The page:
Two coronavirus deaths reported by Albany hospital Two coronavirus deaths reported by Albany hospital
Story updated An Albany hospital Wednesday reported the deaths of two patients who had coronavirus. It’s not immediately clear whether either person was among... Two coronavirus deaths reported by Albany hospital

Story updated

An Albany hospital Wednesday reported the deaths of two patients who had coronavirus.

It’s not immediately clear whether either person was among the three ‘’suspicious’’ deaths cited Tuesday by the Dougherty County coroner. Phoebe Putney Memorial Hospital did not release any information about the two patients.

State Public Health officials later Wednesday said the two people who died in Albany were a 42-year-old woman and a 69-year-old-woman. In addition to testing positive for COVID-19, each had existing medical conditions, state officials said.

And Emory Healthcare reported the first death of one of its patients with confirmed COVID-19. Emory gave no other information about the individual, citing privacy rules.

State Public Health officials earlier reported the biggest daily jump in coronavirus cases in Georgia, with 51 more individuals added to the disease count as of noon Wednesday. Now the state total is 197.

The state’s noon report did not include the two deaths that Phoebe Putney announced, but the total now in Georgia has risen to four deaths, including the one at Emory.

The Albany hospital has been dealing with a huge patient load from the disease. Phoebe Putney now has eight patients hospitalized who have confirmed cases of COVID-19, while 69 others in the hospital are awaiting test results. “Some of them are seriously ill,’’ Ben Roberts, a hospital spokesman, told GHN.

More than 300 other people in the area have been tested and are waiting for results as well. Phoebe Putney is operating a drive-through testing center in Albany.

Area leaders have linked the spread of the disease in the southwest Georgia city to two recent funerals held there. Those funerals were “heavily attended’’ by people belonging to Gethsemane Worship Center and New Direction Christian Church, said Chris Cohilas, county commission chairman.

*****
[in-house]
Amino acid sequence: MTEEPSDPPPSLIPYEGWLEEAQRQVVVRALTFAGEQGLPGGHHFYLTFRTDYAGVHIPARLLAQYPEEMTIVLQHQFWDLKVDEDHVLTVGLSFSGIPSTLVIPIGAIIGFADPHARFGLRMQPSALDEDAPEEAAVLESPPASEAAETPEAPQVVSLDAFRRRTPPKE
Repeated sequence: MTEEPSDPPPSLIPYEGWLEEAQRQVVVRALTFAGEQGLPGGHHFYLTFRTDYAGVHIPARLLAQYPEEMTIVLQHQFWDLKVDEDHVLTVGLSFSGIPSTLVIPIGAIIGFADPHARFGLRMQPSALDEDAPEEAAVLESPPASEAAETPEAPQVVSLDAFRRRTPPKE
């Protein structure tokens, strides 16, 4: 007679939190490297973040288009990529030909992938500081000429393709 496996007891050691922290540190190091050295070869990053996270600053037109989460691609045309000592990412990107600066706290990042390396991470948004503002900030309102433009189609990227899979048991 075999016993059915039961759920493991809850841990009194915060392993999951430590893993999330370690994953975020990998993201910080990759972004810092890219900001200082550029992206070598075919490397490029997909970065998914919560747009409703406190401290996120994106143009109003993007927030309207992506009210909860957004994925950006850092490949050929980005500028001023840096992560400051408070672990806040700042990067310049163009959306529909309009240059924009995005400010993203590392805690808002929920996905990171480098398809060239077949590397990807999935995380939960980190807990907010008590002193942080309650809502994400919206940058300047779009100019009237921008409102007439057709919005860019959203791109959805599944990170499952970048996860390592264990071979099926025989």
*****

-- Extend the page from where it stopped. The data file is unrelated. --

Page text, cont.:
“The entire Phoebe Family is saddened to learn of the first COVID-19 deaths in our area,’’ Dr. Steven Kitchen, Phoebe Putney’s chief medical officer, said in a statement. “Each day, we are caring for additional people we suspect may have COVID-19.  Unfortunately, more deaths are likely to occur, and we will certainly see more positive cases as we receive more test results.  We strongly urge everyone to heed warnings and practice proper social distancing.’’

Dougherty’s coroner, Michael Fowler, told GHN on Tuesday that he is investigating three suspicious recent deaths in Albany – one at a hospital, one at a nursing home and the third at a residence. In each case, he said, the individuals showed symptoms of coronavirus – high fever, coughing and respiratory distress. The GBI is assisting in the investigation of those three deaths.

Phoebe

Dougherty County Commission Chairman Chris Cohilas linked the COVID-19 cluster to the funerals of Johnny Carter and Andrew Jerome Mitchell.

Area residents with any connection to those churches and with coronavirus-like symptoms should call their physician or a Phoebe COVID hotline, Cohilas told reporters Tuesday.

The Albany Herald reported Tuesday that one confirmed coronavirus death linked to the area is a person who visited for a funeral and later died in the Atlanta area. That person may have been the first Georgian to die from the disease, based on the Herald report.

Challenge of obtaining supplies

For several days now, Phoebe Putney’s medical staff has been working long hours amid tough conditions. Roberts, the Phoebe spokesman, said that the staff “has been incredible in dealing with this.’’

The hospital still faces challenges in obtaining personal protective equipment — masks, gowns, gloves, face shields, goggles and shoe covers – a need echoed by many hospitals in the state.

CEO Scott Steiner said Tuesday that Phoebe finally received some supplies, including from a national stockpile, but that more is needed.

Roberts said Wednesday that  the community has pitched in to sew masks, which he said can be placed over an N95 respirator. That would allow longer use of the respirators. “We’re ramping those efforts up,’’ Roberts said.

Gov. Brian Kemp said state officials have recognized the medical supply problem, and have ordered 100,000 masks, 10 pallets of medical face shields, 10,000 gloves, 25,000 gowns, 26,000 shoe covers, and 1,000 goggles from the national stockpile. “We’re going to continue to work on that shortage,’’ Kemp said Tuesday.

 

 

 

 

 

 


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Andy Miller

Andy Miller is editor and CEO of Georgia Health News

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